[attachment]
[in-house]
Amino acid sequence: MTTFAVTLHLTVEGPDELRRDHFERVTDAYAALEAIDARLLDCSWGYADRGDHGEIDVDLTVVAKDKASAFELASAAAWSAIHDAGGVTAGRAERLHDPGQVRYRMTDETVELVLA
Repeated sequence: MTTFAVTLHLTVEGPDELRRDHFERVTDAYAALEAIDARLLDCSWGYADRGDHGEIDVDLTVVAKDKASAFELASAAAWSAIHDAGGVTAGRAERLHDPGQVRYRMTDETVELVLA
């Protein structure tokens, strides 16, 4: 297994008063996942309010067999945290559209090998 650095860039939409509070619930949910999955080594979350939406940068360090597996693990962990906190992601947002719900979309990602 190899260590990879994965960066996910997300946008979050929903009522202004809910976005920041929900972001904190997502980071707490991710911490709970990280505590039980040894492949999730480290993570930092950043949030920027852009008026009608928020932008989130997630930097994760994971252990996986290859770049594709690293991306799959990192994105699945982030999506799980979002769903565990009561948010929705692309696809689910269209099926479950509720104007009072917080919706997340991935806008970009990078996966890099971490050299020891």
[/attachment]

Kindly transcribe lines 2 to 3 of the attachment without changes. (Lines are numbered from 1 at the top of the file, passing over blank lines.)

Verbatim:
Amino acid sequence: MTTFAVTLHLTVEGPDELRRDHFERVTDAYAALEAIDARLLDCSWGYADRGDHGEIDVDLTVVAKDKASAFELASAAAWSAIHDAGGVTAGRAERLHDPGQVRYRMTDETVELVLA
Repeated sequence: MTTFAVTLHLTVEGPDELRRDHFERVTDAYAALEAIDARLLDCSWGYADRGDHGEIDVDLTVVAKDKASAFELASAAAWSAIHDAGGVTAGRAERLHDPGQVRYRMTDETVELVLA